Dear LMSV Families,

The weekly “Blueprint for a Safer Economy” report of county COVID-19 risk levels was released yesterday.  San Diego County’s adjusted case rate for the week is 7.4. If next week’s case rate is above 7.0, the county will be placed in the purple tier and we will not be permitted to begin hybrid learning on November 30. This is because the county must remain in the purple tier for at least 3 weeks before it can move out of it. The county must then be in the red tier for an additional 14 days before schools would be permitted to reopen again. This means that the soonest restrictions could be lifted on schools is five weeks after the county moves into the purple tier (if it does). 

Nonetheless, we are continuing with our plans for hybrid learning with the hope that future case rates decline. Sadly, the county is reporting that COVID-19 cases have increased since the last report. However, if the county remains in the red tier, we will begin hybrid learning on November 30. We have been working on plans to meet our student’s academic needs in person with health and safety as our number one priority.  Below is an overview of the health and safety precautions and procedures we have put in place once schools reopen for hybrid learning. We are providing this information so you know what to expect once our schools reopen. 

Health and Safety Precautions

  • All students will be screened for COVID-19 symptoms upon arrival. This will include, but is not limited to:
    • A temperature screening 
    • A visual wellness check of the child(ren)
    • A brief questionnaire: How are you feeling? Is anyone sick at home?

The screening allows us to identify what children will not be able to stay at school. If a student must go home and the parent has already left or the student has walked or been bussed to school, the student will be placed in a designated isolation area and parent or guardian will be contacted for immediate pickup.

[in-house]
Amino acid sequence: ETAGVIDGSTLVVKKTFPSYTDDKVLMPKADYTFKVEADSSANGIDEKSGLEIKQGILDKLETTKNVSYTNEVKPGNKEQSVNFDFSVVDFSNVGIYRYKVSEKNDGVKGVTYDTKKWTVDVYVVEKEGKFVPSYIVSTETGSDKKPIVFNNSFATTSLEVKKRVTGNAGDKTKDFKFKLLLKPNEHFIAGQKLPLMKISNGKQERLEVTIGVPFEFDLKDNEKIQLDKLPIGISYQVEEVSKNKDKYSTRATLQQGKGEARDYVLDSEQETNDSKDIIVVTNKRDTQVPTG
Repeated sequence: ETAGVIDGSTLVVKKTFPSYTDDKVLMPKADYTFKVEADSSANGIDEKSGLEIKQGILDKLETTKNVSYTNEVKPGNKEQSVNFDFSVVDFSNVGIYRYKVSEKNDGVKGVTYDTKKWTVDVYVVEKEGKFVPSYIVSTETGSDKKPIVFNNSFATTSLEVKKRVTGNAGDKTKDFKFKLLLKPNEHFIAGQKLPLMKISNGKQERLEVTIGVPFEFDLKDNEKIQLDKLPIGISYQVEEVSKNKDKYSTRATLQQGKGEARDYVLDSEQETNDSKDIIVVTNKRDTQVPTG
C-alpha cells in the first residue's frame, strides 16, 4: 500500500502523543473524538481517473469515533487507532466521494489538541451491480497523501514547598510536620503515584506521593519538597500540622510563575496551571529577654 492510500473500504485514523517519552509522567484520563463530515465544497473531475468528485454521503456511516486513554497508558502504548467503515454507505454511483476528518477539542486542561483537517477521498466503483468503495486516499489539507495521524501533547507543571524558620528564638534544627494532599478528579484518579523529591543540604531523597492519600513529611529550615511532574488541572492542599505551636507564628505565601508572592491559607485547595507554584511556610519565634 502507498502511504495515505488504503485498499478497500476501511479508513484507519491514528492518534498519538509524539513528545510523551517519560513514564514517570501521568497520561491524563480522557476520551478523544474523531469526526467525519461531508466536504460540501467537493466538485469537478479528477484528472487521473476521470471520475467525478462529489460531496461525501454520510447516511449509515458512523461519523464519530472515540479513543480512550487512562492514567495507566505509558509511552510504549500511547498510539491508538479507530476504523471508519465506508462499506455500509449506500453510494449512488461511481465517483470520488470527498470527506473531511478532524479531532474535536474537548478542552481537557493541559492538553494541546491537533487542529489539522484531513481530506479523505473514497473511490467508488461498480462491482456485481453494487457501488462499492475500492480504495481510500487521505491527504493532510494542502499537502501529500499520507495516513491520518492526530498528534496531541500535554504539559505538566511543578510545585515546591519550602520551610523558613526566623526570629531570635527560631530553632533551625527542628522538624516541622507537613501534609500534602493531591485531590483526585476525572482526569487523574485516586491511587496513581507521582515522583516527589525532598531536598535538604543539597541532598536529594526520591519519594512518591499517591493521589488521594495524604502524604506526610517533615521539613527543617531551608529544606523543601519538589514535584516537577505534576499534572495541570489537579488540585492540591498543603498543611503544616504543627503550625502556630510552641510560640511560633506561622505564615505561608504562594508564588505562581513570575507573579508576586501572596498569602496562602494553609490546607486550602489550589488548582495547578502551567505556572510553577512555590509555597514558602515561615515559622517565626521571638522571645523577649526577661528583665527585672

• Should a child become ill during the school day, an authorized person will be contacted to pick-up the child(ren) immediately. The child will be placed in a designated and supervised isolation area while awaiting pick up. Please make sure that all contact information is current.
  • Adults are required to wear a face covering when picking up or dropping off your student(s), and any time you visit campus.
  • Face coverings are required for all staff and students unless they meet criteria for exemption as outlined in the CA Dept of Health’s Guidance for Face Coverings. Children can bring their own face covering from home or the school site will provide one for them. Personal cloth face coverings should be washed daily.
  • Staff and students will be practicing proper handwashing, hand sanitization, and physical distancing.
  • We ask that you limit the number of personal belongings your child brings to school. Their district-issued learning device should be brought to school each day and should be fully charged. If your student has used a personal device for distance learning, we will provide a device for them to use while at school; they should not bring their personal device to campus. 
  • High touch surfaces will be cleaned throughout the day, and any shared items will be cleaned between uses.  
  • Classrooms and restrooms will be disinfected daily. 

When to Keep Your Student Home and Notify the Health Office

  • If student has any symptoms consistent with COVID-19 (fever, cough, shortness of breath or difficulty breathing, chills, repeated shaking with chills, fatigue, unexpected muscle pain, headache, sore throat, congestion or runny nose not due to a normal condition such as allergies, nausea or vomiting, diarrhea, new loss of taste or smell)
  • If student has a confirmed positive PCR COVID-19 viral test 
  • If, in the previous 14 days, student has been in close contact with someone who has tested positive for COVID-9.

Guidelines for Return to School

Per County Health Guidelines, the length of time your student must remain out of school depends on several factors, including whether or not a COVID test is done, and the results of the COVID test. 

If your child does not get a COVID-19 testIf your child gets a COVID-19 test and the test result is NEGATIVEIf your child gets a COVID-19 test and the test result is POSITIVEIf your child is a close contact of someone who has tested positive for COVID-19
Your child may return to school when: 
At least 10 days have passed since the day your child’s symptom(s) started
AND
All of the symptoms are gone or improving